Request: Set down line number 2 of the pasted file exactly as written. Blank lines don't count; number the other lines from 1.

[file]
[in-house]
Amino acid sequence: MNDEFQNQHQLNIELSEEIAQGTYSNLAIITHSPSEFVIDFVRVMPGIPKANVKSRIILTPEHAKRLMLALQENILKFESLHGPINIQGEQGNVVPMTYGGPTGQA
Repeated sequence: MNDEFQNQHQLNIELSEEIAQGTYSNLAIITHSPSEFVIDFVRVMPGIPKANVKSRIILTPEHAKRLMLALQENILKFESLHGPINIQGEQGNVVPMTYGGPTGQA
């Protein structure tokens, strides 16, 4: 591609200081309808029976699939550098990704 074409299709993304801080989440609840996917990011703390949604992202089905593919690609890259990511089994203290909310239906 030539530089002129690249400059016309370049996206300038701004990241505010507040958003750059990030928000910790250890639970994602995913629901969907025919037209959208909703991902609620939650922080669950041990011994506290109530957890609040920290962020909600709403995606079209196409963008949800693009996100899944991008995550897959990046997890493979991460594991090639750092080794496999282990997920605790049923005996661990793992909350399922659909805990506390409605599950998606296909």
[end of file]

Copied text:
Amino acid sequence: MNDEFQNQHQLNIELSEEIAQGTYSNLAIITHSPSEFVIDFVRVMPGIPKANVKSRIILTPEHAKRLMLALQENILKFESLHGPINIQGEQGNVVPMTYGGPTGQA